At first it was strange to realize that other people were doing what I thought of as my responsibility, but now I see how good it is. I picked a system and set things up in such a way that America Reads has a functioning library and doesn’t need a librarian anymore. Instead they can make the changes that they know are best while knowing I’m reachable to help.


Filed under goals and career, links, professional practice reflection

Class Reflection-Digital Books and Embedded Librarians

Class this week started with a wonderful talk by Paul Courant, who helps to run the Michigan Library. His talk about how complicated the world of ebooks is was really good to hear and understand all the different players. I know as a librarian that many times people get disappointed because they can only see parts of a book, which seems strange when they’re all digitized. My take is that ebooks and digital books are going to keep changing. We haven’t found a good balance between copyright, orphan works and those who wish to profit from books yet. I don’t know where the solution is going to come from, but I’m pretty sure that libraries are going to play a big part.

We then spoke about embedded librarians and what that means in large and small groups. It seems to be one of those phrases that means something different depending on the person and the situation. What I took from it is that an embedded librarian needs to know how to balance the needs of the community they’re in and the library community. This is something that any librarian should know how to do and that its just more obvious for embedded librarians as they don’t spend their time only with librarians. I liked thinking about how their are different ways to be an embedded librarian from on the webpage to in the classroom and that sometimes a balance is the best way to do your job.

Class ended as we found groups to start to plan our webinars. My group is going to be looking at programs for the unemployed and we went from three to four people in our group. At this point, I’m not really sure how its going to end up as the webinar feels much newer and more complicated than the other projects.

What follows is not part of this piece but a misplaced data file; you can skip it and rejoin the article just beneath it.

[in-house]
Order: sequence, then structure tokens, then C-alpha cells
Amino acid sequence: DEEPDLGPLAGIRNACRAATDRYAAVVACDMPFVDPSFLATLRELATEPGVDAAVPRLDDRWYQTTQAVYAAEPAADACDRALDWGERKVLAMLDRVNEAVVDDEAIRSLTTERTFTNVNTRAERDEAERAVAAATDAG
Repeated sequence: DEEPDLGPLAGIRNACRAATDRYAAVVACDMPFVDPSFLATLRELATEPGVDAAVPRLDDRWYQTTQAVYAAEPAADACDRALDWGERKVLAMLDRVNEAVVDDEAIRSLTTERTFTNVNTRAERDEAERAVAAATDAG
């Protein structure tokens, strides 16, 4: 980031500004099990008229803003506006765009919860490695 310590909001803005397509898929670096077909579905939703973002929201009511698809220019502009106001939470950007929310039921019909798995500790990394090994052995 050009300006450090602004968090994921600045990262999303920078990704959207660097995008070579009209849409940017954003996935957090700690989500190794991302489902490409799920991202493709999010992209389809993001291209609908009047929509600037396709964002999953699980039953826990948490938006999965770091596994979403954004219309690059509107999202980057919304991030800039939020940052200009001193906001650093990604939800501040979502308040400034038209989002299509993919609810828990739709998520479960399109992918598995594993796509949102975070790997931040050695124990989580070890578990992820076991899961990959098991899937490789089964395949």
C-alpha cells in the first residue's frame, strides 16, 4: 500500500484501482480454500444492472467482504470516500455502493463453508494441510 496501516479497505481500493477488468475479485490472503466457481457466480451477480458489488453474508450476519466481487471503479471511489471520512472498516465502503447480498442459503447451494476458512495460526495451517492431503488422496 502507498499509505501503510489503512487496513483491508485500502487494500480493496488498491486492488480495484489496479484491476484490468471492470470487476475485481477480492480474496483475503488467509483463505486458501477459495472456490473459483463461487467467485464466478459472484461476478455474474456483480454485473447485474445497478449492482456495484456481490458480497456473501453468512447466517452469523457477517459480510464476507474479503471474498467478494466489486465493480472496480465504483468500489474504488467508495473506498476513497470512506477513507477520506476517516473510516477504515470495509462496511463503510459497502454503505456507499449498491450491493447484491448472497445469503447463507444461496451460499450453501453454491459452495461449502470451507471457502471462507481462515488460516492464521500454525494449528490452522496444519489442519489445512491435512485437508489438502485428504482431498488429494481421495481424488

Filed under professional practice reflection

Class Reflection-One Shot Workshop

My first thought about this class was I really wish we’d had more time. Twenty minutes even with the time planned out just feels far too rushed. The five groups covered an array of great topics, two takes on copyright policy from the point of view of K-12 teachers and academic librarians, balancing the library culture and then talk of the Code of Ethics. Kayla and I presented on the issue of accessibility in libraries, which was a great topic since it really got everyone thinking.

All of the workshops were run in really different ways, a few of us had powerpoint presentations as the hear of our workshops while some of them focused on just discussion. I think a combination of the two along with handouts seems to work the best in terms of keeping the audience involved and make sure they’re getting the most from the experience. Since too much of the one or the other can be either boring or end up rather chaotic since discussions can get out of control and take over while slide presentations can veer into the lecture format. I think after this I would be able to run a workshop since it left me feeling confident about connecting with an audience in this format and I learned some new ideas of how to present information.


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Class Reflection-One Shots and Horseless’ Carriages